Utah native Shane Adams experienced a number of big life changes over the course of eight years — the same period of time that his beloved horse, Mongo, had been missing from home.
Adams went through a divorce, lost his home and suffered a major brain injury due to a life-threatening car crash. Then, in September, he finally received some amazing news: His horse Mongo was found.
“[I thought], ‘There is no way. You have got to be kidding me,’” Adams told Fox News Digital of his reaction to learning the news about Mongo.
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“It didn’t even seem real … To have him back is still not real,” he said.
Adams, 40, grew up riding and training horses his entire life, but he had never experienced as strong a bond as he had with Mongo, he said.
“He is very special and has always been a part of my life,” he said.
On March 31, 2014, Adams said an ordinary camping trip in the West Desert — two hours from Salt Lake City — took a turn for the worse.
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Adams said he heard the rustling of horses in the early morning hours outside his tent and peeked out amid the commotion. He saw Mongo, his half-Quarter and half-Percheron bred horse, breaking loose and running after a group of wild Mustangs in the area.
Adams rushed to get ready and chase after Mongo but was caught up in a snowstorm.
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“I thought he’d just come right back. That was his mentality — he never went far. I didn’t think he would ever be gone,” said Adams.
For three years, Adams never stopped searching for his horse.
Every weekend, he said, he went out looking for Mongo; his father Scott Adams accompanied him.
In August, his father passed away, Adams said.
“I really wish my dad was here to enjoy this,” he said. “My dad went out looking with me every time.”
Adams got in touch with the Bureau of Land Management in Utah (BLM Utah) and the local brand inspector, and said he did everything he could to ensure people were aware that Mongo was missing.
As time went on, said Adams, he went back to his old job as a foreman for a large construction company. His position required him to be more present and active at work.
“You can’t run a 100-million-dollar job and be gone and only work two days a week because you’re [out] chasing wild mustangs,” he said.
Adams gave up hope and concluded that Mongo died.
By 2017, Adams had given up hope and concluded that Mongo died. Team members at BLM Utah were also unsure as to what had become of the horse.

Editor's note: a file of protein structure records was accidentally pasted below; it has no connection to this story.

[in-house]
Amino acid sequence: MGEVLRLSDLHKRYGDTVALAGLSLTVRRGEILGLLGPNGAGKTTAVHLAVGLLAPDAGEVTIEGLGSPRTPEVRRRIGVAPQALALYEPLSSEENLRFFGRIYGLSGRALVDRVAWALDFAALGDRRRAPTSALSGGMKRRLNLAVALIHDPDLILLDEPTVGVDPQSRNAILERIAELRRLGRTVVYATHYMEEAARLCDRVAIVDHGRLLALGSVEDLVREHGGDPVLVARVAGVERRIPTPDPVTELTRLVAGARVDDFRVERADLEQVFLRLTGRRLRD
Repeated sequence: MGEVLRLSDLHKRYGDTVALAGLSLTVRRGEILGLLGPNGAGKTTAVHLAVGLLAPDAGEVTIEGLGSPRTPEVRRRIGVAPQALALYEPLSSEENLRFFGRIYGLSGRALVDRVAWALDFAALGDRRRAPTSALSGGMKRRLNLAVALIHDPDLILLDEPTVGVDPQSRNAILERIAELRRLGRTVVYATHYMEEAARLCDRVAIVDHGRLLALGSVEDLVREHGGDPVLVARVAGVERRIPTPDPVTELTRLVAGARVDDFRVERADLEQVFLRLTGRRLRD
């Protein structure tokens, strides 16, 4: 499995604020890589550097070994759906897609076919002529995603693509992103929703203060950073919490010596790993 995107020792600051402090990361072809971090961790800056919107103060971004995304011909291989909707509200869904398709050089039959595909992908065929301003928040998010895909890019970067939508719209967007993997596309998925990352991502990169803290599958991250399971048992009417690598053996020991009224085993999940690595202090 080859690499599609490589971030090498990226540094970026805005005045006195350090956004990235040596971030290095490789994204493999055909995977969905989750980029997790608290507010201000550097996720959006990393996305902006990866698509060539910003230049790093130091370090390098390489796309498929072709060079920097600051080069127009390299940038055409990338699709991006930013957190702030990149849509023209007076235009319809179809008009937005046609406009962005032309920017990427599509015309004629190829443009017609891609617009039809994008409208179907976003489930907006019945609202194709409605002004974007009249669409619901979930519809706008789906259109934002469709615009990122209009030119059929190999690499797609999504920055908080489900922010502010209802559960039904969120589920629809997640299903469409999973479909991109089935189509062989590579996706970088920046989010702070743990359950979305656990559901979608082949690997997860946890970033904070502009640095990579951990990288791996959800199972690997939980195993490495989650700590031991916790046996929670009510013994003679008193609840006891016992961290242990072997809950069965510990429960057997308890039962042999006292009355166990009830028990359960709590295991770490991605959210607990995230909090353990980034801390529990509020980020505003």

“Since we didn’t capture [Mongo] in 2017, we did not know what had happened. We thought maybe he was gone,” said Lisa Reid, public affairs specialist at BLM Utah, headquartered in Salt Lake City.
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Then, on Sept. 27 of this year, Adams received a Facebook message request from a BLM Utah employee.
The person said Mongo had been found.
Mongo had been brought in on the last day of gathering on Dugway Proving Ground — a high-security location in Utah — after BLM Utah was granted permission to extend their gather due to an excess amount of horses, Reid said.
She added that BLM’s horse specialist immediately knew Mongo was unlike the horses surrounding him, largely due to his size — and that hunch was further confirmed when he was brought back to the trap site.
Mongo did not try to flee or fight like most of the horses. He settled down quickly, a sure sign of a domesticated horse, said Adams.
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BLM Utah’s horse specialist recognized Mongo and remembered the story, according to Reid.
The team then reached out to the local brand inspector after discovering Mongo’s brand on his left shoulder had been covered up with winter fur.
That’s how they were able to acquire Adams’ information. “It was definitely an inner agency effort,” Reid said.
Adams said that when he received the Facebook message, he called BLM Utah. The next day he drove for four hours to pick up Mongo — the horse he hadn’t seen in eight years.
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Mongo had lost over 400 pounds and was not as stout as he had been eight years earlier — but Adams knew this was his special friend.
Adams said he expected to see Mongo in a skittish state after years of running with wild mustangs. Mongo, however, hadn’t forgotten the things Adams had taught him.
He even walked right into the trailer Adams had hitched to the back of his truck.
Adams said that reuniting with Mongo was a dream come true and a much-needed victory — “this was really good, the only positive thing to happen to me in two years,” he said.
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Reid said, “It was exciting [for it] to be eight years later and a horse that we knew was missing [had] actually come in and [was] reunited with his owner.”
Adams said Mongo has enjoyed returning to his domesticated life because it means he gets to enjoy his favorite treat again: Sour Patch Kids.
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When asked how his late father would feel about this long-awaited reunion, Adams said, “My dad would be all sorts of excited. He would be tickled pink.”
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Adams spends the days watching over Mongo and sharing his love for horses with his two kids, Owen, 11 and Anna, 8.